The novel’s title – which translates from the Latvian title as ‘mother’s milk’ – is the means of the mother’s first refusal. When her daughter was born she didn’t feed her breast milk: ‘My milk was bitter: the milk of incomprehension, of extinction’. ‘I had no maternal instincts,’ she confesses, and she becomes a gynaecologist to understand this ‘mystery’. But the rationality of science cannot explain the absurdity of her life. In an uncharacteristic fit of anger she ruins her scientific career by attacking the abusive veteran husband of one of her patients and is condemned to a life as a rural maternity doctor. She discovers her gift is helping women get pregnant, a cruel gift for a woman who believes ‘letting a child enter this world in this time and place’ is ‘senseless’. She is isolated from the medical discoveries in the west to which, one senses, she might have contributed: the hormone therapy that might have helped her friend Jesse, a women born in an intersex body, or the discovery of artificial insemination. This is ‘the most amazing discovery’ of all because it revealed that there is no ‘mystery’ no ‘divine will’ in motherhood, but also that: ‘Nor is there any freedom – either to be born or to die’.
Hannah Arendt believed that our freedom to act was ultimately guaranteed by the fact of birth: ‘the new beginning inherent in birth can make itself felt in the world only because the newcomer possesses the capacity of beginning something anew, that is, of acting’. Arendt was no stranger to Soviet rule, but Soviet Milk shows the extent to which totalitarianism warps birth’s ability to bring something new into the world. If terror is unbearable it shouldn’t be continued: the mother’s greatest regret, in old age, is that she ‘never had the courage to eat my child’.
As the mother sinks into depression in an isolated village, the daughter struggles for freedom through education, leaving her mother behind in the country to attend an elite school in Riga. She shows the courage required to participate first in banned Latvian poetry study groups, and then in the protests and marches that led to the end of Soviet rule in Latvia. But even as she participates in the famous Baltic Chain protests, where some two million people linked hands across Estonia, Lithuania and Latvia in 1989, she knows this is not strong enough to ‘crash through my mother’s small, smoke-filled room’ and to ‘wash away all of history’s injustices and miserable coincidences including being born exactly there and then – crash in and let life in with it’. If the daughter becomes representative of the generation whose struggle liberated the Latvian nation, she also becomes representative of the version of history contemporary Latvia wants to remember. Having died wishing she had broken the chain of generations, the mother is that aspect of history that cannot be brought into the present – that is the source of her terrible fascination and challenge.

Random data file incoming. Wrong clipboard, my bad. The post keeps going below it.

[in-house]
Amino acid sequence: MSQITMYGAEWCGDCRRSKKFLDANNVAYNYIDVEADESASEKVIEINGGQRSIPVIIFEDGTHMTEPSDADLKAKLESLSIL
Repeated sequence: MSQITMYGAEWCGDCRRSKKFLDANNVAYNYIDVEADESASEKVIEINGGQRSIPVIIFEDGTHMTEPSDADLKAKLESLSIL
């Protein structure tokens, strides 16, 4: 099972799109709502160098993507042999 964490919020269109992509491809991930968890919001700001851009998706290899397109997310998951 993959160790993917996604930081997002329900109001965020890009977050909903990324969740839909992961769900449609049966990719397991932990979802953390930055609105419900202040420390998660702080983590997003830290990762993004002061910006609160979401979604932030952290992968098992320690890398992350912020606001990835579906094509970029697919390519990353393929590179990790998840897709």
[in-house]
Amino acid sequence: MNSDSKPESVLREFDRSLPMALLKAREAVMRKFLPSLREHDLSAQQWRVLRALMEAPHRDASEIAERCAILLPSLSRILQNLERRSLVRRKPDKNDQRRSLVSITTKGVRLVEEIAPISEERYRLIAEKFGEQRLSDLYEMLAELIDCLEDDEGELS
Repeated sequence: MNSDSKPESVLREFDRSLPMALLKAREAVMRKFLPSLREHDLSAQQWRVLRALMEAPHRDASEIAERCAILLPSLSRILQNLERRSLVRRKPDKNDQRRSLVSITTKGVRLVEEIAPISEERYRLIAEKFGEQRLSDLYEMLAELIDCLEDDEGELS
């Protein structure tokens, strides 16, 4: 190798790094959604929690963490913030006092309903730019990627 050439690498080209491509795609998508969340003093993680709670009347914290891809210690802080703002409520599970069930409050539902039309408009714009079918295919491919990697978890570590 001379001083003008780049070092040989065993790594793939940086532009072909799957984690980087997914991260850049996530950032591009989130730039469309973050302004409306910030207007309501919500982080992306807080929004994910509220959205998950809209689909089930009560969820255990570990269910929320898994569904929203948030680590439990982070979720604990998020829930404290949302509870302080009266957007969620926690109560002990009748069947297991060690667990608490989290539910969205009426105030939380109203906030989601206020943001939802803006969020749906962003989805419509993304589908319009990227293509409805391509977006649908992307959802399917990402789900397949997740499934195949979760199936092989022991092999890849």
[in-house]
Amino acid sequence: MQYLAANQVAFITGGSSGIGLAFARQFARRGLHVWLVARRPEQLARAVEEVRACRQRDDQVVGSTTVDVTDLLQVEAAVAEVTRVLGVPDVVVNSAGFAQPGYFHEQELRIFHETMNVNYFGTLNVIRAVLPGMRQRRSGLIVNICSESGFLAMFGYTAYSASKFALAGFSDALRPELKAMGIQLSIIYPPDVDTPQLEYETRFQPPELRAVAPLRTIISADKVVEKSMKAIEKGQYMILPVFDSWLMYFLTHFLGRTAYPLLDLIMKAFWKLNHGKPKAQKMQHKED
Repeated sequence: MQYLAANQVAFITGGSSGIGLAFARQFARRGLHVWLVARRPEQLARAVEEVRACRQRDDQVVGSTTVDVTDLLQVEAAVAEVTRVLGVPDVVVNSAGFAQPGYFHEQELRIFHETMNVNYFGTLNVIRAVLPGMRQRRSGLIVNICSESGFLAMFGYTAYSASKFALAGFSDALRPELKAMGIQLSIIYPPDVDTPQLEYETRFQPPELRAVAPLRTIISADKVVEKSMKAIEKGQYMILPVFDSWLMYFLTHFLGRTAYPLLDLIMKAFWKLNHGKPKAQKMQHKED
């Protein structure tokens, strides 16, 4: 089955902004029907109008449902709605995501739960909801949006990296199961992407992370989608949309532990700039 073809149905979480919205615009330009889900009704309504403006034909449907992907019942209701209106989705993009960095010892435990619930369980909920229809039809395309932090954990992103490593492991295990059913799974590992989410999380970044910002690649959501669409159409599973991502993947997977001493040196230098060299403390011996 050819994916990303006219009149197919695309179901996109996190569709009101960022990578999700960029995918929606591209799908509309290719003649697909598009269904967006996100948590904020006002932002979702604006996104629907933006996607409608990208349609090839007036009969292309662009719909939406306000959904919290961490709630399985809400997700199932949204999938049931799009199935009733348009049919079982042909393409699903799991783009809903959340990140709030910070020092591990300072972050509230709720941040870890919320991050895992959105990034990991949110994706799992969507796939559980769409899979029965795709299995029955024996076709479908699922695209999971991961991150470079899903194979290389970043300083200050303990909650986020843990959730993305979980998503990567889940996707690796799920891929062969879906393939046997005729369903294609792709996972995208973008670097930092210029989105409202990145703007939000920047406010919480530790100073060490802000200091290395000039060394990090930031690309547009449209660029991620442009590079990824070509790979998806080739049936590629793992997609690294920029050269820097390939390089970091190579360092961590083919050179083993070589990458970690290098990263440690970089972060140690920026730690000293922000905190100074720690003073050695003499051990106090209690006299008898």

Soviet Milk ends with the daughter, her grandparents and Jesse watching the fall of the Berlin Wall on television, with Jesse’s voice ending the novel: ‘We really will be free. Why couldn’t she listen to my words?’ ‘She’ is the mother who is not with them, who died a month before the fall of the wall. She is the missing link in these generations of women, the one who cannot be accommodated into national history. Jesse’s last words leave us with the question: Can ‘we’ ever be free unless all women are free? Its concern with this question makes the novel intimate and distant to English-speaking readers today. The novel defines women’s freedom as something that is collectively achieved across generations, rather than an individualistic pursuit, as it is so often represented today. It’s a measure of Soviet Milk’s achievement that it commemorates what is missing in Latvia’s past as well as our present.